Pep under pressure to deliver
LONDON. — “I have high confidence we are going in the right direction. I am very excited about how we are developing as a team, how Pep has taken the squad and really started a process of going through that natural cycle of development.” - Khaldoon al-Mubarak, Manchester City chairman, May 2017
In August Pep Guardiola embarks on a defining second season as the Manchester City manager. After finishing third in the English Premier League and being knocked out of the Champions League soccer at the last-16 stage he cannot fail again.
Guardiola can read the above comments and be reassured of Mubarak’s support but he knows patience will wear thin if City are not contenders in both competitions as effectively demanded by Mubarak in the same interview.
The pressure is increased by the record spending Guardiola hopes to oversee. In summer 2009 Real Madrid spent £218m, with Cristiano Ronaldo at £85m the headline arrival to follow Kaká (£56m) and Karim Benzema (£31m).
Guardiola could pass that amount with an outlay that may reach £220m-plus and he could spend a quarter of a billion before the window closes on August 31, especially if the club’s confidence over signing Alexis Sánchez proves well-founded.
There is, though, a glaring irony at work here. Guardiola is the attack-only coach (to paraphrase him) whose hopes of achieving success rest on defence, which is why he aims to sign three wide defenders. The left-back Gaël Clichy (aged 31) and the right-backs Pablo Zabaleta (32) and Bacary Sagna (34) have been allowed to leave. Critics might assert their departures come two years too late, given their age and obvious decline, and Guardiola should have addressed the problem when taking over 12 months ago.
If that and the calamitous exiling of Joe Hart in favour of Claudio Bravo as goalkeeper were the glaring mistakes of a first season in charge, Guardiola is determined to make amends.
The world record for a goalkeeper came close to being broken with the €40m (£34.69m) paid to Benfica for Ederson. Now Guardiola’s focus is on full-back. Brazil’s Dani Alves is expected to arrive on a free after his release from Juventus. Guardiola is also pursuing another right-back, Kyle Walker from Tottenham, and the Monaco left-back Benjamin Mendy.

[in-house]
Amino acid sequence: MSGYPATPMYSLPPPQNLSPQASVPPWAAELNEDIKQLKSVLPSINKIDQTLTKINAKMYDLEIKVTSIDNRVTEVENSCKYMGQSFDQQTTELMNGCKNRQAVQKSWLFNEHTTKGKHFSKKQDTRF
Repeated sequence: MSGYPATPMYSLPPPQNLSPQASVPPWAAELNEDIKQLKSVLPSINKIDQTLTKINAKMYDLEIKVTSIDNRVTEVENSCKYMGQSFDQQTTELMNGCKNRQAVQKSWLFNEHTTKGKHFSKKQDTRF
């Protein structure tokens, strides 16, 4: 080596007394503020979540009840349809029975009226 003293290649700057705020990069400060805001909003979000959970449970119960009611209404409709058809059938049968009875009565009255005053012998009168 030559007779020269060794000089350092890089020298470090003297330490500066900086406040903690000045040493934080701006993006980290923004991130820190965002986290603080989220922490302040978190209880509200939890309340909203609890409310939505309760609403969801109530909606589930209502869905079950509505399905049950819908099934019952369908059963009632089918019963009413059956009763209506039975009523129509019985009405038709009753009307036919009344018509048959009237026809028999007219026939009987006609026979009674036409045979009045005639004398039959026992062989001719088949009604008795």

Alves was bought by Guardiola for Barcelona in summer 2008. The 34-year-old has vast experience and a winning mentality. He has won six La Liga titles, three Champions Leagues, two Uefa Cups, five Copa del Reys, one Serie A title, one Coppa Italia and one Copa América, plus 100 caps. At 27 Walker has won little but is the England right-back and nearing his peak. He would be expected to push Alves for a starting place.
Alves and Walker offer the attacking potency Guardiola craves. So too Mendy, the 23-year-old who was part of the fine Monaco side who dumped City out of the Champions League in March. If the France left-back signs he would slot straight into the first team.
Add this trio and City will be transformed from a lop-sided squad to one with a surfeit of riches front to back.
At No. 9 the 20-year-old Gabriel Jesus, a rising star, would vie with Sergio Agüero. The attack’s support cast would be drawn from a clutch of top players: Leroy Sané, Kevin De Bruyne, David Silva, Raheem Sterling, and Bernardo Silva. In central midfield Ilkay Gündogan, Yaya Touré and Fernandinho are a trio of high-class playmakers and stoppers.
Central defence is the other area that requires strengthening. City dropped out of the bidding for Virgil van Dijk only when Southampton set the 25-yearold’s price too high. The need for a centre-back arises because Nicolás Otamendi and Aleksandar Kolarov are questionable deputies. Guardiola does have the rejuvenated captain, Vincent Kompany, plus the huge potential of John Stones as a firstchoice partnership.
Between now and September 1 Guardiola has much surgery to perform. — The Guardian.